October 6, 2017

Zoological Society Honors
The Chicago Zoological Society has honored the Max McGraw Wildlife Foundation with the 2017 Edith Rockefeller McCormick Partnership Award, presented in recognition of  the Foundation's commitment to ensuring the future of conservation.

Kerry Luft, McGraw's executive vice president, accepted the award Sept. 28 at a dinner in downtown Chicago.  Other honorees included Clive Stockil of Zimbabwe, a pioneering conservationist who has been working to save rhinos, elephants and other African wildlife for more than 40 years, and Howard B. Simpson, a longtime trustee and leader of the Zoological Society and its Brookfield Zoo.

"We're thrilled to present these awards to two dedicated individuals and an organization that exemplify an immense passion for wildlife," said Stuart D. Strahl, Ph.D., president and CEO of the Chicago Zoological Society. "Each of them has worked to inspire and cultivate the next generation of conservation leaders while also fostering connections between people and the environment around them. We are proud to honor their achievements."

In accepting the award, Luft noted McGraw's longtime personal and professional relationship with Dr. Strahl and the fact that the two groups share many distinguished supporters and friends. McGraw and the zoo, he added, were kindred spirits, places " where people would come to learn about nature and savor its gifts."

"The mission of education of future generations as to the importance of managing our wildlife resources is among our foremost challenges in an ever-urbanized society," said Charles S. Potter Jr., McGraw's president and CEO. "The Chicago Zoological Society does a remarkable job in telling the story and informing the public of the needs of wildlife and habitat management. We are most proud of our friendship and cooperative efforts with Stuart and the Zoological Society. There is much work to be done to achieve our respective goals. We look forward to continued collaboration whenever possible."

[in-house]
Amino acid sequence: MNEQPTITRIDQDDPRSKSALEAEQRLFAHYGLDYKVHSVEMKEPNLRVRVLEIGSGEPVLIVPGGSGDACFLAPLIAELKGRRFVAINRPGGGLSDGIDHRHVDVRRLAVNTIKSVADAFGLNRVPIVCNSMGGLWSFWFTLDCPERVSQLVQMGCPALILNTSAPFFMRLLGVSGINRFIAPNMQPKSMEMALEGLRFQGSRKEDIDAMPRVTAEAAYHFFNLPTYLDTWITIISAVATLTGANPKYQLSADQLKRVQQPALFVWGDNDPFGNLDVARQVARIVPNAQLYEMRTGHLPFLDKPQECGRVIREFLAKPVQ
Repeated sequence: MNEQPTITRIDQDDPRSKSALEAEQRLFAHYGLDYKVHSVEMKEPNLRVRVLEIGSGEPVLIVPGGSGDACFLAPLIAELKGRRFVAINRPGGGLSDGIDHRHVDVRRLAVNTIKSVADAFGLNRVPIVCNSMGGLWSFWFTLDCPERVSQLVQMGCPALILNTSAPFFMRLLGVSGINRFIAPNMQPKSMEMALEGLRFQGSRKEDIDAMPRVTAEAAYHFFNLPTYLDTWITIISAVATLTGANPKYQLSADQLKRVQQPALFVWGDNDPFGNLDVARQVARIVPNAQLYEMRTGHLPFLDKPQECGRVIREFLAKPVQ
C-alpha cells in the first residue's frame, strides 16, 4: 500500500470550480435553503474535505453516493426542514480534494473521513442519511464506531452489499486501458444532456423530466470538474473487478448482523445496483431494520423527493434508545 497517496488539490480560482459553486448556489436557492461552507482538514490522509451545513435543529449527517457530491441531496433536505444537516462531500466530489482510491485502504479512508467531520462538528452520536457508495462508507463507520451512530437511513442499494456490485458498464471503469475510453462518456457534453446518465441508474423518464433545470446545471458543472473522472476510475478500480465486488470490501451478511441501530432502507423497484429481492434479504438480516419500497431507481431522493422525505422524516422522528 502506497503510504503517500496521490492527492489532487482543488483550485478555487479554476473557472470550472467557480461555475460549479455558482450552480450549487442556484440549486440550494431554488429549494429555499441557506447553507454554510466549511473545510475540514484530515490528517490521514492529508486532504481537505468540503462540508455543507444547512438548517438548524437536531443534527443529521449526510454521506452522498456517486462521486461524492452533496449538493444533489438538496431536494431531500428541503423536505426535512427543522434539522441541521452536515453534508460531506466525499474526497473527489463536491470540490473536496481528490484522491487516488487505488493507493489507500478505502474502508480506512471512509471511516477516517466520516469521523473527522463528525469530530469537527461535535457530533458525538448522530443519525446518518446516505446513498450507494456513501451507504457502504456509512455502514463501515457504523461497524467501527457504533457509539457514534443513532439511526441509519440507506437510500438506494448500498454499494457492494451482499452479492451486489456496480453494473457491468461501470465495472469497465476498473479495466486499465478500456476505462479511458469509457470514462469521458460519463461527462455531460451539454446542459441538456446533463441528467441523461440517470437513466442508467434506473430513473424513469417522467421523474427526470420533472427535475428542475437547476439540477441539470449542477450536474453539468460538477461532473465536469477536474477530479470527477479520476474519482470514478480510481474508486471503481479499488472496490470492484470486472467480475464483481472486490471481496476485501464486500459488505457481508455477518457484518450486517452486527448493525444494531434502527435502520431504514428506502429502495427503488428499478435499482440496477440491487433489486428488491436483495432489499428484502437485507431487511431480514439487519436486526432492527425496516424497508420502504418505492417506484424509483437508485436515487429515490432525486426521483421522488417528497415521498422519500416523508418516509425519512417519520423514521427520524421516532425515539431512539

The award is on display in Pond Cottage.

How Flooding May Save Part of Louisiana
By Chris Macaluso/TRCP
Photo by NASA/flickr
The primary reason that nearly 2,000 square miles of prime fish and wildlife habitat have vanished along Louisiana's coast is not erosion or development. It's just that the land is constantly sinking, a phenomenon known as subsidence. While gradual, sea-level rise is already affecting coastal areas all over the world, and  Louisiana is contending with rising water and sinking land .

Sediment delivered by annual flooding on the Mississippi River used to be the key to keeping coastal wetlands above the water line. But, when that sediment flow was cut off by flood-protection and navigation levees a century ago, wetlands started disappearing.

That's why Louisiana's coastal master plan calls for the construction of two major diversions to deliver the sediment needed to help wetlands stay above the water line, serving as critical fish and wildlife habitat and better protecting coastal communities from storm surges.

Extensive modeling has been conducted to try and predict the effects of the freshwater, but biologists have been careful to point out that there's a degree of uncertainty.